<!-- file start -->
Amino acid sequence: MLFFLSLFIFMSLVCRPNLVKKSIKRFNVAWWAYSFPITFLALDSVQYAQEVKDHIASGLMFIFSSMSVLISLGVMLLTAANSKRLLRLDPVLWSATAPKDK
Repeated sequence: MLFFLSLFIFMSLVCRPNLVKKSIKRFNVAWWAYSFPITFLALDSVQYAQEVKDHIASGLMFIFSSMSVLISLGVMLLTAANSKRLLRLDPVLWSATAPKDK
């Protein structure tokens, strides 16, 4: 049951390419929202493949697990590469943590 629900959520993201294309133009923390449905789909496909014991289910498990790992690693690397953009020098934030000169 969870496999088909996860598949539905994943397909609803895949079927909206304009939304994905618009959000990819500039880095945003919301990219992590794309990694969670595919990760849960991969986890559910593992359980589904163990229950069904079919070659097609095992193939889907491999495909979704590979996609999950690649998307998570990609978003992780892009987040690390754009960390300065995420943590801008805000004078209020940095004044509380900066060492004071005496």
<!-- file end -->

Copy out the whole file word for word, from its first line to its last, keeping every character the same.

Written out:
Amino acid sequence: MLFFLSLFIFMSLVCRPNLVKKSIKRFNVAWWAYSFPITFLALDSVQYAQEVKDHIASGLMFIFSSMSVLISLGVMLLTAANSKRLLRLDPVLWSATAPKDK
Repeated sequence: MLFFLSLFIFMSLVCRPNLVKKSIKRFNVAWWAYSFPITFLALDSVQYAQEVKDHIASGLMFIFSSMSVLISLGVMLLTAANSKRLLRLDPVLWSATAPKDK
């Protein structure tokens, strides 16, 4: 049951390419929202493949697990590469943590 629900959520993201294309133009923390449905789909496909014991289910498990790992690693690397953009020098934030000169 969870496999088909996860598949539905994943397909609803895949079927909206304009939304994905618009959000990819500039880095945003919301990219992590794309990694969670595919990760849960991969986890559910593992359980589904163990229950069904079919070659097609095992193939889907491999495909979704590979996609999950690649998307998570990609978003992780892009987040690390754009960390300065995420943590801008805000004078209020940095004044509380900066060492004071005496």